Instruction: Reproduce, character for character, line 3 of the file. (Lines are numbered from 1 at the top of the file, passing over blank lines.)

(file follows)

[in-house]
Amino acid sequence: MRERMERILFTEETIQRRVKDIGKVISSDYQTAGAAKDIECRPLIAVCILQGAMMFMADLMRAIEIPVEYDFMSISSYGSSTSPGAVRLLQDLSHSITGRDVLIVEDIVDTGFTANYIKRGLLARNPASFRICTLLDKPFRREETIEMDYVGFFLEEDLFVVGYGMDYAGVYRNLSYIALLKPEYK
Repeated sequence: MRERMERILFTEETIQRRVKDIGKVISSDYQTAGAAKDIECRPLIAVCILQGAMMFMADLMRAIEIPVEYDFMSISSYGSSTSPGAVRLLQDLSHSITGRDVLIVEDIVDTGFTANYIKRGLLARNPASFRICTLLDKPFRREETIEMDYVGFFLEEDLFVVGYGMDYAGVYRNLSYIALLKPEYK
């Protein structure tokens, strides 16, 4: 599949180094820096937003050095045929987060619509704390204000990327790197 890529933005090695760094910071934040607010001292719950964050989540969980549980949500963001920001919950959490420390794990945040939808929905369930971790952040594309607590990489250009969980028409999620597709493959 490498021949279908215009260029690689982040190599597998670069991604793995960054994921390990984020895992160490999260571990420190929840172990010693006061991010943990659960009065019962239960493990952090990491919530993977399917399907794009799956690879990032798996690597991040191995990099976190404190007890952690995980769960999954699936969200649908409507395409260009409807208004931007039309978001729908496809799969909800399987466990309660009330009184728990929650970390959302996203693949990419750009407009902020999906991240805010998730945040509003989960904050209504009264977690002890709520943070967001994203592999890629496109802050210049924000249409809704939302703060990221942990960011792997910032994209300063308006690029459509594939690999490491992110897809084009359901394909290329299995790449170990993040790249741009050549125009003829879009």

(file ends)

Repeated sequence: MRERMERILFTEETIQRRVKDIGKVISSDYQTAGAAKDIECRPLIAVCILQGAMMFMADLMRAIEIPVEYDFMSISSYGSSTSPGAVRLLQDLSHSITGRDVLIVEDIVDTGFTANYIKRGLLARNPASFRICTLLDKPFRREETIEMDYVGFFLEEDLFVVGYGMDYAGVYRNLSYIALLKPEYK